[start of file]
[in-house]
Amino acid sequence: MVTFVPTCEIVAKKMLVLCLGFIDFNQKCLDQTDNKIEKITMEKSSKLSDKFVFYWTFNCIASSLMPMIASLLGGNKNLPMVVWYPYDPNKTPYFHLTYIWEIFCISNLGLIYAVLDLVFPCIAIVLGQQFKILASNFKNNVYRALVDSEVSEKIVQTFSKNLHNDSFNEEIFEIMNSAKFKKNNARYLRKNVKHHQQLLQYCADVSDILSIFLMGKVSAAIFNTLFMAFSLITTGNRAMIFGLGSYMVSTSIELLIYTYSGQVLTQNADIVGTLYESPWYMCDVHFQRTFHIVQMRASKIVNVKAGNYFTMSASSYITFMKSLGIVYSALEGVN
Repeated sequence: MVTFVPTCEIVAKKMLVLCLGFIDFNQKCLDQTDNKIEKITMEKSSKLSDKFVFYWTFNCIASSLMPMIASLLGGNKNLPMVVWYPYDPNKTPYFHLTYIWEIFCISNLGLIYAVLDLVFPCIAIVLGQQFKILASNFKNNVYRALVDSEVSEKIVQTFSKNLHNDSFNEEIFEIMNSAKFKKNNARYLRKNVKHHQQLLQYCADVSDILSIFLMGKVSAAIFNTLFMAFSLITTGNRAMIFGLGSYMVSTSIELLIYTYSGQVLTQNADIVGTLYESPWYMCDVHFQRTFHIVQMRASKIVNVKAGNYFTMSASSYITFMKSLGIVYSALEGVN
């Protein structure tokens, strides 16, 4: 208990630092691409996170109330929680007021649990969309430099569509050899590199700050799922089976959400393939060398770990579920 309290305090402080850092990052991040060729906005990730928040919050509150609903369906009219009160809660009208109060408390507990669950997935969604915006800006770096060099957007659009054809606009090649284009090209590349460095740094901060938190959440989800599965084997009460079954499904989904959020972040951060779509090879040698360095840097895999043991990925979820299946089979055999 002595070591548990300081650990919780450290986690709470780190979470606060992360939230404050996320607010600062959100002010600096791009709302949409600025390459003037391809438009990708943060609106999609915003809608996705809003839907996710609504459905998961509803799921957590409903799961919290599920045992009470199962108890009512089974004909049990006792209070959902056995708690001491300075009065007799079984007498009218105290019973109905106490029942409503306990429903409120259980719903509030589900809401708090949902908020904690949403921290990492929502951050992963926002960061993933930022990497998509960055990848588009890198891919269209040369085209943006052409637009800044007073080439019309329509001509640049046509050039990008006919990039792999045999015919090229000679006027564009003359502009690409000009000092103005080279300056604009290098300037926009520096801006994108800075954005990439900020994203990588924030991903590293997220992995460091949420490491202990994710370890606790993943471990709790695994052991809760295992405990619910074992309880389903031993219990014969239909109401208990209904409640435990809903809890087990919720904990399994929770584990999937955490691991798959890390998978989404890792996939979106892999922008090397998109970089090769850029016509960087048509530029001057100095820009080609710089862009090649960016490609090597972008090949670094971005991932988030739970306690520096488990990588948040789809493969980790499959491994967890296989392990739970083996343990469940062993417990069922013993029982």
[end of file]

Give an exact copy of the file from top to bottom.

[in-house]
Amino acid sequence: MVTFVPTCEIVAKKMLVLCLGFIDFNQKCLDQTDNKIEKITMEKSSKLSDKFVFYWTFNCIASSLMPMIASLLGGNKNLPMVVWYPYDPNKTPYFHLTYIWEIFCISNLGLIYAVLDLVFPCIAIVLGQQFKILASNFKNNVYRALVDSEVSEKIVQTFSKNLHNDSFNEEIFEIMNSAKFKKNNARYLRKNVKHHQQLLQYCADVSDILSIFLMGKVSAAIFNTLFMAFSLITTGNRAMIFGLGSYMVSTSIELLIYTYSGQVLTQNADIVGTLYESPWYMCDVHFQRTFHIVQMRASKIVNVKAGNYFTMSASSYITFMKSLGIVYSALEGVN
Repeated sequence: MVTFVPTCEIVAKKMLVLCLGFIDFNQKCLDQTDNKIEKITMEKSSKLSDKFVFYWTFNCIASSLMPMIASLLGGNKNLPMVVWYPYDPNKTPYFHLTYIWEIFCISNLGLIYAVLDLVFPCIAIVLGQQFKILASNFKNNVYRALVDSEVSEKIVQTFSKNLHNDSFNEEIFEIMNSAKFKKNNARYLRKNVKHHQQLLQYCADVSDILSIFLMGKVSAAIFNTLFMAFSLITTGNRAMIFGLGSYMVSTSIELLIYTYSGQVLTQNADIVGTLYESPWYMCDVHFQRTFHIVQMRASKIVNVKAGNYFTMSASSYITFMKSLGIVYSALEGVN
């Protein structure tokens, strides 16, 4: 208990630092691409996170109330929680007021649990969309430099569509050899590199700050799922089976959400393939060398770990579920 309290305090402080850092990052991040060729906005990730928040919050509150609903369906009219009160809660009208109060408390507990669950997935969604915006800006770096060099957007659009054809606009090649284009090209590349460095740094901060938190959440989800599965084997009460079954499904989904959020972040951060779509090879040698360095840097895999043991990925979820299946089979055999 002595070591548990300081650990919780450290986690709470780190979470606060992360939230404050996320607010600062959100002010600096791009709302949409600025390459003037391809438009990708943060609106999609915003809608996705809003839907996710609504459905998961509803799921957590409903799961919290599920045992009470199962108890009512089974004909049990006792209070959902056995708690001491300075009065007799079984007498009218105290019973109905106490029942409503306990429903409120259980719903509030589900809401708090949902908020904690949403921290990492929502951050992963926002960061993933930022990497998509960055990848588009890198891919269209040369085209943006052409637009800044007073080439019309329509001509640049046509050039990008006919990039792999045999015919090229000679006027564009003359502009690409000009000092103005080279300056604009290098300037926009520096801006994108800075954005990439900020994203990588924030991903590293997220992995460091949420490491202990994710370890606790993943471990709790695994052991809760295992405990619910074992309880389903031993219990014969239909109401208990209904409640435990809903809890087990919720904990399994929770584990999937955490691991798959890390998978989404890792996939979106892999922008090397998109970089090769850029016509960087048509530029001057100095820009080609710089862009090649960016490609090597972008090949670094971005991932988030739970306690520096488990990588948040789809493969980790499959491994967890296989392990739970083996343990469940062993417990069922013993029982």